Mark Lister writes in the Herald:
Since listing at $1, Meridian shares have more than doubled, providing investors with a return of more than 100 per cent in less than 18 months. If dividends are included, this return jumps to 125 per cent over the period.
Utility companies such as Meridian are supposed to be predictable companies that offer steady (yet modest) returns. They aren’t supposed to double in price within barely a year the way a high-growth technology share might.
Part of this can be explained by a fall in interest rates over the period, which has made high-yielding shares more attractive and seen investor demand push up share prices.
But with the benefit of hindsight, another key reason for such a strong performance is that they were probably sold a little too cheaply in the first place.
The “NZ Power” reform policy they championed through 2013 and early last year was heavy on emotive rhetoric, and short on detail. Whenever the proponents were quizzed about how it would work or be implemented, there didn’t appear to be many clear answers.
Labour and the Greens seemed to give up on this policy after the last electricity IPO was completed, and it didn’t get nearly as much airtime after that. That adds weight to the view that it was dreamed up only to derail the IPO process.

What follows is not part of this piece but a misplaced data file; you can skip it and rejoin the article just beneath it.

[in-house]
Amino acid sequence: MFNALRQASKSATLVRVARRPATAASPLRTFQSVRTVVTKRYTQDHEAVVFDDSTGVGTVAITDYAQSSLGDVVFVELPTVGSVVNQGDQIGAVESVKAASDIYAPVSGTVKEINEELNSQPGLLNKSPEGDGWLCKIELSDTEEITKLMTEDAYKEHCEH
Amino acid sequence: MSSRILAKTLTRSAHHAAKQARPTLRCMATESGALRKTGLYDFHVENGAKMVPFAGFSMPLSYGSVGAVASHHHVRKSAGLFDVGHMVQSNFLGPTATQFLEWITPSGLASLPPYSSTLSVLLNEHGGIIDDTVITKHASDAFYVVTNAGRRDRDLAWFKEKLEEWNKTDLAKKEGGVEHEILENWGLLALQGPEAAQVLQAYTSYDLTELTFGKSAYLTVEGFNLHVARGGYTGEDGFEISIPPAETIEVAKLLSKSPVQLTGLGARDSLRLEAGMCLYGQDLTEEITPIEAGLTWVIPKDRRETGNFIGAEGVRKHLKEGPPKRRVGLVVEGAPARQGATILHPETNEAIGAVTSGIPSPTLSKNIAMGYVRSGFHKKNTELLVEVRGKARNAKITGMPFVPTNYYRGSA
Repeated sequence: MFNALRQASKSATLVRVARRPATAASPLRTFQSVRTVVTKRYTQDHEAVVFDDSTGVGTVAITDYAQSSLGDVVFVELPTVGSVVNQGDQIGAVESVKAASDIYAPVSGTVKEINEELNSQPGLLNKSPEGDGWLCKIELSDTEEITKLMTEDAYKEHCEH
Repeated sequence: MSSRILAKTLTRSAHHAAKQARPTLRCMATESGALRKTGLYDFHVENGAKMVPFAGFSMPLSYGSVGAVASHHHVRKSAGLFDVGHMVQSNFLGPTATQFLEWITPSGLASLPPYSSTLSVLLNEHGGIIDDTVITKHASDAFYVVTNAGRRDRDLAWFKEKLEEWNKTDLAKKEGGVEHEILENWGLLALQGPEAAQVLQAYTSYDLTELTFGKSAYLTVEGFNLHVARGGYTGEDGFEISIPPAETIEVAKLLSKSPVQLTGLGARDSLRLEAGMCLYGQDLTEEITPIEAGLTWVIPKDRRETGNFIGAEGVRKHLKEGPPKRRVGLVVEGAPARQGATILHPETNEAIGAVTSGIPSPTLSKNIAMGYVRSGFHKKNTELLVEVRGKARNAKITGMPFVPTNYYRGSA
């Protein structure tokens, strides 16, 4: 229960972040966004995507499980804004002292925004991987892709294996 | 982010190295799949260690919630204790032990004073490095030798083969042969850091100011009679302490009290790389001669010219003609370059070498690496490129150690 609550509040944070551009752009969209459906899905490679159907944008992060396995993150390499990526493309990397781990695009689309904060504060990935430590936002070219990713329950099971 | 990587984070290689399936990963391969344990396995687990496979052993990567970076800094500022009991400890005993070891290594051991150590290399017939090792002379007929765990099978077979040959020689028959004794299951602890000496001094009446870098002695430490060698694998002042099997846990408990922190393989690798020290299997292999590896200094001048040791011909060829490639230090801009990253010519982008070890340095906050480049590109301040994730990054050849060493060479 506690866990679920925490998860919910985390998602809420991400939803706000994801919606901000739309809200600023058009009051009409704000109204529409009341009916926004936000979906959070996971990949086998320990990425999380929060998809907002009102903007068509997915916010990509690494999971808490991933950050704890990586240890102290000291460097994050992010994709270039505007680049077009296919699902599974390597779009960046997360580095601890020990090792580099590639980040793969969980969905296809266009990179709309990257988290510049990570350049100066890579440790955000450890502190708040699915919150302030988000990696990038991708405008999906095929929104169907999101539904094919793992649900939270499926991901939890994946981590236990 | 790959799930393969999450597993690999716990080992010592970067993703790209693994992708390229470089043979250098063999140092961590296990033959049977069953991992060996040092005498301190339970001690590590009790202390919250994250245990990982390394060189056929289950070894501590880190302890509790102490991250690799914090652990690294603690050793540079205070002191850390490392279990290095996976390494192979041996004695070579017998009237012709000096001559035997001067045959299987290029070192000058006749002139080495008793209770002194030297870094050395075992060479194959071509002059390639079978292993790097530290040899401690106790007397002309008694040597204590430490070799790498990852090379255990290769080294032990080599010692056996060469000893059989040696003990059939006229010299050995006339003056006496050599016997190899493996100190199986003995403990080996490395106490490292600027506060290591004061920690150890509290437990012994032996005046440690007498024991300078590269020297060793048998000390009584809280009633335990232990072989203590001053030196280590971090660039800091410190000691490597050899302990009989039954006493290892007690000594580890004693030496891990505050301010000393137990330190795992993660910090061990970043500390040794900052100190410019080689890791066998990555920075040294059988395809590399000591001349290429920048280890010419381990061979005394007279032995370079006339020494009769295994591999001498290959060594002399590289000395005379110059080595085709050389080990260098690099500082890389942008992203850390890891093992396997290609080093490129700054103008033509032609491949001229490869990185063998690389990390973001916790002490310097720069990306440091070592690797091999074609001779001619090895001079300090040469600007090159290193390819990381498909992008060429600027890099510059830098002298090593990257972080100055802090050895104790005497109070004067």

It was an act of commercial sabotage. They announced it just days before the first sale. It successfully reduced the price people were willing to pay for shares, which meant that the taxpayer lost perhaps a billion dollars due to this policy of sabotage from Labour and Greens.
In that respect, it failed. All it succeeded in doing was creating political and regulatory uncertainty among investors, and reducing the price the New Zealand taxpayer was paid for the 49 per cent of the assets now owned by private investors and managed funds.
The Crown received $1.8 billion (including the 50c a share due shortly) for the 49 per cent of Meridian sold, and that stake is today worth over $3.2 billion. The 49 per cent of Genesis sold down a few months later for $760 million is now worth almost $1.2 billion.
Had it not been for the uncertainty that was created at the time by the Opposition, the IPO sale prices could have been quite a bit higher.
In hindsight, it seems Labour and the Greens might have almost single-handedly contributed to a significant transfer of wealth from the average New Zealander (as the seller) to a much smaller group of people – those who could afford to buy shares in the IPOs.
As someone who invested in all three floats, their policy has made me a five figure capital gain. Thanks Labour and Greens.
While those who bought these shares will be celebrating some excellent returns from investments that should have been relatively boring, maybe the rest of the country is due a belated apology from Labour and the Greens for doing them this disservice.
If Labour and Greens can cost taxpayers one to two billion dollars in opposition, think what they might cost in Government!